This spending is expected to generate business and employment opportunities in the near term.

RJ: The allocation on social welfare initiatives such as education, health, housing and public services continue to have the maximum share of the public spending. Additionally, the National Centre for Employment has been established with the aim to employ national manpower. Similarly, the National Training Fund, established for human capacity building and up-skilling of national job seekers, is expected to train 10,000 individuals during 2020 and 2021 with an anticipated training budget of RO26.8mn. The need for equivalent private sector participation towards nation building cannot be under-pinned and will be essential for achieving success.

The government aims to develop a multi-year budget framework (2020-2024) after considering Vision 2040 and the Tenth Five-Year Plan. This is one of the key action plans identified in the 2020 budget to achieve fiscal balance over the medium term.

What is your thoughts on the budget’s focus on boosting non-oil revenues and achieving the Sultanate’s long-term goal of economic diversification?

RJ: Diversification is one of the main objectives of the 2020 budget and Vision 2040. The 2020 budget focuses on the five strategic sectors (manufacturing, transport and logistics, tourism, fisheries and mining) which have been identified as key to move the economy away from oil and gas. It is encouraging to note that the total contribution to the GDP during 2019 from these sectors was 20.6 per cent – close to what was previously planned for 2020.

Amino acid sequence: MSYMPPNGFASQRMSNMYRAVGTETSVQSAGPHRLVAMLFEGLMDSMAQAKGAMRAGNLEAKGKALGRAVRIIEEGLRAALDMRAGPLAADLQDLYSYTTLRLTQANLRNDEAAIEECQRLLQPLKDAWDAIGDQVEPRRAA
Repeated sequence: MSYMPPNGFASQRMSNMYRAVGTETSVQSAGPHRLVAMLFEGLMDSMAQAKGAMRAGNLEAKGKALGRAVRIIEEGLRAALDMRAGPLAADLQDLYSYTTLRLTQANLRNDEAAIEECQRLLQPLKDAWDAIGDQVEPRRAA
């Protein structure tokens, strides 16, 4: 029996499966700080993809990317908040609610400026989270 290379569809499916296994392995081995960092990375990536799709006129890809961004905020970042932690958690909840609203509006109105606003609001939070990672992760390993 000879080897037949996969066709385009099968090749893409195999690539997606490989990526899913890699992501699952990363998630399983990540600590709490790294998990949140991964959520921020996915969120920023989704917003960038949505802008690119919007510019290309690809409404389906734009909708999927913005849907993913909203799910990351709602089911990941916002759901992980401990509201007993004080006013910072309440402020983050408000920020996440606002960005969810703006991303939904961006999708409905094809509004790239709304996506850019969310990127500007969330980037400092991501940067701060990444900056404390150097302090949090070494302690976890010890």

The diversification efforts are likely to be dependent upon private sector financing and investments in the strategic projects. The new Foreign Capital Investment Law, the Commercial Companies Law, the Bankruptcy Law, the Privatisation Law and the Public Private Partnership Law, all issued in 2019, are expected to assist in achieving targeted rates of foreign and domestic investment. The executive regulations for some of these laws expected during the year will pave a clear path for the economy and the business community.

What will be the key challenges facing the economy in general, in 2020 and beyond?

AH: Admittedly, the dependency on oil and gas revenues and any unforeseen adverse conditions in this sector are likely to impact the economic policies in the near term. The government’s efforts towards diversification will help ease this structural pressure in the long term.

RJ: The business community will also expect a speedy roll out of the executive regulations, more specifically in relation to the foreign capital investment law and the commercial company law since these laws will drive investment, both from domestic and the international market.

Up-skilling of the national youth, so as to meet the industry demands and generate valuable employment, continues to remain a priority, which we believe will be supported by the 2020 budget initiatives in this sector.

AH: In the medium to long term, plan to curb the rising debt to GDP ratio is likely to be critical to maintain the financial health of the economy. The cost of borrowings could be managed by working closely with the international community and achieving improved credit ratings. From a global competitiveness perspective, the Sultanate improved its ease of doing rankings by 10 points and currently stands at 68. Speedier implementation of policies is likely to improve this ranking further so as to make the Sultanate a more attractive investment destination.

Considering the global geo-political conflicts and trade tensions, the 2020 Budget is pragmatic and continues to have a development agenda with a focus on investment in infrastructure and social welfare.